Thursday, February 25, 2010

I-Bank Pay Potential Remains Stellar & for Some College Grads too

Financial crisis was the worst in a generation — unless you were an American investment banker, Reuters' Breakingviews says. Employment in the securities industry fell by just under 79,000 positions from the peak in June 2008 to last month, according to the Bureau of Labor Statistics. That’s no small number. But it’s actually 14,000 shy of the number of jobs lost during the rout of March 2001 to October 2003 that followed the burst of the dot-com bubble.

We'll Pay You Anyway (BusinessWeek)
RBS may pay out $2 billion in 2009 bonuses for i-bankers. Not too shabby for a bank that’s 84% owned by British taxpayers. Summary via NYT Dealbook below.

Nomura to Almost Triple Salaries for Some University Graduates (Business Week too)

Royal Bank of Scotland (RBS or RBOS?) which is majority-owned by the government after a 2008 bailout, said Thursday it had set aside more money to pay bonuses to its investment banking staff after reducing its losses last year, New York Times reports.

The bank narrowed its 2009 loss to £3.6 billion, or $5.5 billion, last year compared to a £24.3 billion loss in 2008 — one of the biggest in British corporate history. Shares in R.B.S. rose 6.7 percent in London by midday because the loss was smaller than some analysts had expected, and the bank also said loan losses probably peaked. Read More »

Wednesday, February 17, 2010

Elder Statesmen Urge Tougher Regulation: Doomsday Scenario Laid Out

While the younger generation, visibly led by Goldman CEO Lloyd Blankfein, lobbies Congress against such regulation, their spiritual elders support the reform proposed by Paul Volcker and even more restrictions.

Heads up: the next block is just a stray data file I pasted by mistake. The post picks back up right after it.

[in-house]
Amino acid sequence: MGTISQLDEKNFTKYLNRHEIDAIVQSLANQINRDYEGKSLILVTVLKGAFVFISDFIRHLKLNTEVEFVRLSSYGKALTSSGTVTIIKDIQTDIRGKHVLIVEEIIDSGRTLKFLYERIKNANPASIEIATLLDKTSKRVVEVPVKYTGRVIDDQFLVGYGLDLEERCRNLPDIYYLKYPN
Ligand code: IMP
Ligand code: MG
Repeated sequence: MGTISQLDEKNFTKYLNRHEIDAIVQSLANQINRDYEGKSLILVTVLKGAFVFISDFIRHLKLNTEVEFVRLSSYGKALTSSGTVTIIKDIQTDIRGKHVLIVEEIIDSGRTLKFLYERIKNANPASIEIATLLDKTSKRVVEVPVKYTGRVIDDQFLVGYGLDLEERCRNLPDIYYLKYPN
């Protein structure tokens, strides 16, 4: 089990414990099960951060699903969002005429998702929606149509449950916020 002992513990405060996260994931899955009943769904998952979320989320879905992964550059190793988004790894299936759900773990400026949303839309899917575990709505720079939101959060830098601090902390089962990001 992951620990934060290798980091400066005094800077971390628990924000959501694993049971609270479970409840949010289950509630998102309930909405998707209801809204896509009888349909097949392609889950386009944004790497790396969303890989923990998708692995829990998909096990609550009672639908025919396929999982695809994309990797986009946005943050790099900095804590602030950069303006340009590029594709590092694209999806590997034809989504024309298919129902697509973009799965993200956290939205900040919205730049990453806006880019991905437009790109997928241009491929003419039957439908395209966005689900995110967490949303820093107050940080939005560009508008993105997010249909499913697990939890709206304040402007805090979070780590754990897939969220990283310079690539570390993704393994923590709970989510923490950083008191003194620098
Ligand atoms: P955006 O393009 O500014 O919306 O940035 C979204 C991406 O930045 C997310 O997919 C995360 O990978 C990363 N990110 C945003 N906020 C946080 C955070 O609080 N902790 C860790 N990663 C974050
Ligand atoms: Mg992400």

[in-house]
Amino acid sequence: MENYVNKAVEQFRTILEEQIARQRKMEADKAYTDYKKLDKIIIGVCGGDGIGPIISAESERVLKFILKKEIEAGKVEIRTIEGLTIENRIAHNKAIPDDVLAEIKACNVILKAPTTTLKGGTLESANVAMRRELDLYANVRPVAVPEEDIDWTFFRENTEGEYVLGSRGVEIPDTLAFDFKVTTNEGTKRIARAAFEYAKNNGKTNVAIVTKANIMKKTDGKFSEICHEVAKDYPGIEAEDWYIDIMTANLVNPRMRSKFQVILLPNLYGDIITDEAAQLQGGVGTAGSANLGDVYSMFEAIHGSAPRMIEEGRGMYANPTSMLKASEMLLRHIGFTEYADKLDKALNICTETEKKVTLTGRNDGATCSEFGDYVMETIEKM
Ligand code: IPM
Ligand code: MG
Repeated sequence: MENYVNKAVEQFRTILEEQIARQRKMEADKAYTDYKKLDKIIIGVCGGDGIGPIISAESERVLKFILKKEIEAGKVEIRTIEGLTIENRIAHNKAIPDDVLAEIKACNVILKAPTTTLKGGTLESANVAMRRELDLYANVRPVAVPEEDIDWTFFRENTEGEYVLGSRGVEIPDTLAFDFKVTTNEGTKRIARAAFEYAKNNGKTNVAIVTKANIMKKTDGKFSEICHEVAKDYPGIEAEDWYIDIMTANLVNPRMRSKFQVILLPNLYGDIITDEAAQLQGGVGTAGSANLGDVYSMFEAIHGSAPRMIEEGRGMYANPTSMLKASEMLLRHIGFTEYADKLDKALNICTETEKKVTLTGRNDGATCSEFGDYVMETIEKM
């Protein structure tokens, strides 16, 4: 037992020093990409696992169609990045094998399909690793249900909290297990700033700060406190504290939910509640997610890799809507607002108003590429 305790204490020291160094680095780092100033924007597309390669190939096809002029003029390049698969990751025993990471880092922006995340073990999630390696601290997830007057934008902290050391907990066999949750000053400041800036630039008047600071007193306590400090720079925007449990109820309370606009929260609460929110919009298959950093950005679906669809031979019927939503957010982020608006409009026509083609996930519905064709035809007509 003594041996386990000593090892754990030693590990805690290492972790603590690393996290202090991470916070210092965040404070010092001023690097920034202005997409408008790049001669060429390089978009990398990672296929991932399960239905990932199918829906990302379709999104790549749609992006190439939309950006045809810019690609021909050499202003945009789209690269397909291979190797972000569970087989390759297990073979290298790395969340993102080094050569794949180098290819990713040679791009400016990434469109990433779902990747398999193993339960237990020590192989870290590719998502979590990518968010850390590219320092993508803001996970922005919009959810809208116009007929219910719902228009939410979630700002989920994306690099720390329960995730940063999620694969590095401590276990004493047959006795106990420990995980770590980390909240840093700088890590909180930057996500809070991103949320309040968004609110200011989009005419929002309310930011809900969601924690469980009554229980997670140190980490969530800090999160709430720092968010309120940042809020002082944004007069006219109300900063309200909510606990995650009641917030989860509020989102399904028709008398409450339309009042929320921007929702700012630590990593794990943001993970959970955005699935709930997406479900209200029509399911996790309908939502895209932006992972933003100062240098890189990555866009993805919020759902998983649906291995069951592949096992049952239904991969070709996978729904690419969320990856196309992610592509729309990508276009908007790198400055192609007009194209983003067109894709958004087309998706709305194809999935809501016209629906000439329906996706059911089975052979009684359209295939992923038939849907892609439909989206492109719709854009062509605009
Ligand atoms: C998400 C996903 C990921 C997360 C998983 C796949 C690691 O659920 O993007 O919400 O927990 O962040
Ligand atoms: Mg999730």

Meanwhile, JPMorgan analysts have outlined a worst-case regulatory scenario. What will happen if all financial regulatory proposals made by governments worldwide are implemented at the same time as the Basel Committee on Banking Supervision changes to capital and liquidity standards? JPM analysts concluded that major banks would see a significant decline in profitability. Deutsche Bank, Credit Suisse, RBS and other European banks would be hurt the most. Article overview from Financial Times - Access via Google News.

George Soros, William Donaldson, John Bogle and other elder statesmen of the financial industry made their fortunes in the 1970s and '80s, when financial institutions faced significantly stricter regulation. These power players are now pushing for a return to tougher rules, going against their younger counterparts. "I am a believer that the system has gone badly awry and needs massive reform," said Bogle, Vanguard founder and former CEO. The New York Times has more from these Street Vets.

Tuesday, February 16, 2010

Fast or easy ? Not for SEC's Mary Schapiro

As Mary Schapiro took the lead as SEC Chair last year, she vowed to quickly pursue short-selling restrictions and other changes. More than a year later, the SEC has not established additional limits on short selling or made most of the other regulatory changes it had proposed. Today Schapiro defends the SEC's progress: "It can take more time than one might have thought at the outset," she said. "We have to understand the real-life implications of what we're doing, the unintended consequences. We need to digest all the comments and all the economic analysis. And that leads us down a path that sometimes isn't 100% predictable at the beginning."

More on this from the Washington Post.

Monday, February 8, 2010

DC Insiders Say New Financial Regulation May Yet Pass in 2010

According to a new poll, 76% of Washington insiders say financial regulation will head to desk of President Obama in 2010. The House in December passed a wide-ranging package of regulations. Senate Banking Committee Chairman Dodd said Friday bipartisan negotiations on his panel reached an impasse and that he would draft overhaul legislation by the end of February. See more poll results from The Hill and comments posted there.

Meanwhile WSJ reports that Group of Seven (G-7) financial leaders have yet to reach a consensus on how to overhaul regulation of their financial sectors.

G-7 has become overshadowed by the larger Group of 20, which also represents emerging economies such as China, India and Brazil. G-7 financial leaders said they would continue meeting in a more informal fashion that won't include release of cooperative statements.

Twitter Updates

    follow me on Twitter

    Call Rosenthal Recruiting to Discuss your Hiring Needs and Career

    (973) 826-0537